The survey, which polled 2500 consumers in the US, the UK, France, Germany and Australia, or approximately 500 adults in each country, found that while downloading music was considered to be fairly easy to accomplish, only about one-third to one-quarter of respondents are doing it. Music downloads are most popular in France, where 30 per cent of respondents access music digitally. Germany and Australia were close behind at 25 per cent, followed by the US with 24 per cent.
Still, about half of all respondents said they saw no reason to delve into digital music via the Web. And of those who do access music online, US respondents led the pack howling for free stuff when asked if they would stop downloading music if fees were associated with those downloads. Seventy-five per cent said they would no longer download music if they had to pay for it.
Downloading streaming videos or short films online is even less popular with those polled. France had the highest percentage of Internet users downloading videos, with 16 per cent. Germany was second with 12 per cent, followed by the UK and the US at 11 per cent each. Almost half of the respondents simply had no interest in downloading videos.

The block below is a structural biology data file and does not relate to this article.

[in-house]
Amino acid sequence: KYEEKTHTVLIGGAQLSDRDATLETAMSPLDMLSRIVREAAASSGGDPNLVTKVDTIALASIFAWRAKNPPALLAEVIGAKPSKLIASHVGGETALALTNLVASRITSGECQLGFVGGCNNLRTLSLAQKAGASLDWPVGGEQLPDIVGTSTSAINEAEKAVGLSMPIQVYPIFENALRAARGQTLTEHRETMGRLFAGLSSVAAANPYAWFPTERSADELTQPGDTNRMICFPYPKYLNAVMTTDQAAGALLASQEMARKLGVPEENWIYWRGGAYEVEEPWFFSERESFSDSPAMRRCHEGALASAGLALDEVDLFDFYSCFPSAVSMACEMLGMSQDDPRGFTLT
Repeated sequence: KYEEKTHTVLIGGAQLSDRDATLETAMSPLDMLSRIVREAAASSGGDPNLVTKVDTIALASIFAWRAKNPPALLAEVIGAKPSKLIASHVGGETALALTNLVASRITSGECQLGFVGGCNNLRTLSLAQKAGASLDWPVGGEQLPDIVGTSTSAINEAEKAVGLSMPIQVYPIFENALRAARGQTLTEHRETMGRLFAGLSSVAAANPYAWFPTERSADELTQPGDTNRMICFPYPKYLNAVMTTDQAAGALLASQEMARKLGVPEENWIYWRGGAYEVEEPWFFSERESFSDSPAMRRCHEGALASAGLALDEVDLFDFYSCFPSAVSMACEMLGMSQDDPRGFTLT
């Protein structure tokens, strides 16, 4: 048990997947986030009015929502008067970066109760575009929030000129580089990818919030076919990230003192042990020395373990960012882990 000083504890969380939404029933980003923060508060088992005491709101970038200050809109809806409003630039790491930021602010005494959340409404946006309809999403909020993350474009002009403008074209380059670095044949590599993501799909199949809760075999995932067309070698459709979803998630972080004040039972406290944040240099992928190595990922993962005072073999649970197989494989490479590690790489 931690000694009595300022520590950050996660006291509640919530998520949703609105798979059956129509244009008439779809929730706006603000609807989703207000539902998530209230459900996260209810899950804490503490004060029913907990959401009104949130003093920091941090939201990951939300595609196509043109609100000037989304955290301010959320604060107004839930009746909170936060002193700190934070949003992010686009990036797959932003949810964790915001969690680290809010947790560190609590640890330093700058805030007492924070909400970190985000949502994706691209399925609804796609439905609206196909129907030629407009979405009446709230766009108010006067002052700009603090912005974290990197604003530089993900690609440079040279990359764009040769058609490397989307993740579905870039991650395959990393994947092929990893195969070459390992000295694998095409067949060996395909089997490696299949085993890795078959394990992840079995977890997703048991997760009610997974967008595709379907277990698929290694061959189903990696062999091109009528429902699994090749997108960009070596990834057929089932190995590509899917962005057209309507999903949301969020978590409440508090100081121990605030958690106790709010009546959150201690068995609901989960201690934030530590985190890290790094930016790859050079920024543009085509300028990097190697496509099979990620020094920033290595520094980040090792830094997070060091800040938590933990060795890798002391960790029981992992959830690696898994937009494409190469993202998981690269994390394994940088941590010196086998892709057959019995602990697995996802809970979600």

Germany was revealed to be the definitive broadband leader, with 38 per cent of respondents using Integrated Services Digital Network, or ISDN, for their home broadband connectivity. Other countries are lagging far behind with broadband access. So far, only 3 per cent of Australian homes, 13 per cent of UK homes and 15 per cent of US households have some form of broadband connection. The expense of broadband connectivity is the main reason for slow adoption -- most consider cheaper dialup modems to be sufficient.
The usage rates for digital television also are relatively low and are expected to continue to grow slowly, the study found. The UK has the highest percentage of digital TV users, at 22 per cent, followed by the US with 14 per cent. As with broadband access, most respondents cited the cost of digital TV and lack of perceived need as the main reasons they haven't adopted the technology.
Finally, the study found that the Internet takes up time many people would otherwise devote to television. Respondents cited surfing the Internet as the main reason for not watching TV as often. The reported decline was most apparent in the UK and the US, where 37 per cent and 27 per cent of respondents said the Internet had taken time away from TV watching, respectively. In Germany, however, the opposite held true, with 38 per cent of respondents saying they would rather read books, magazines or newspapers when not online. Only 18 per cent of Germans cited TV as a replacement for the Internet.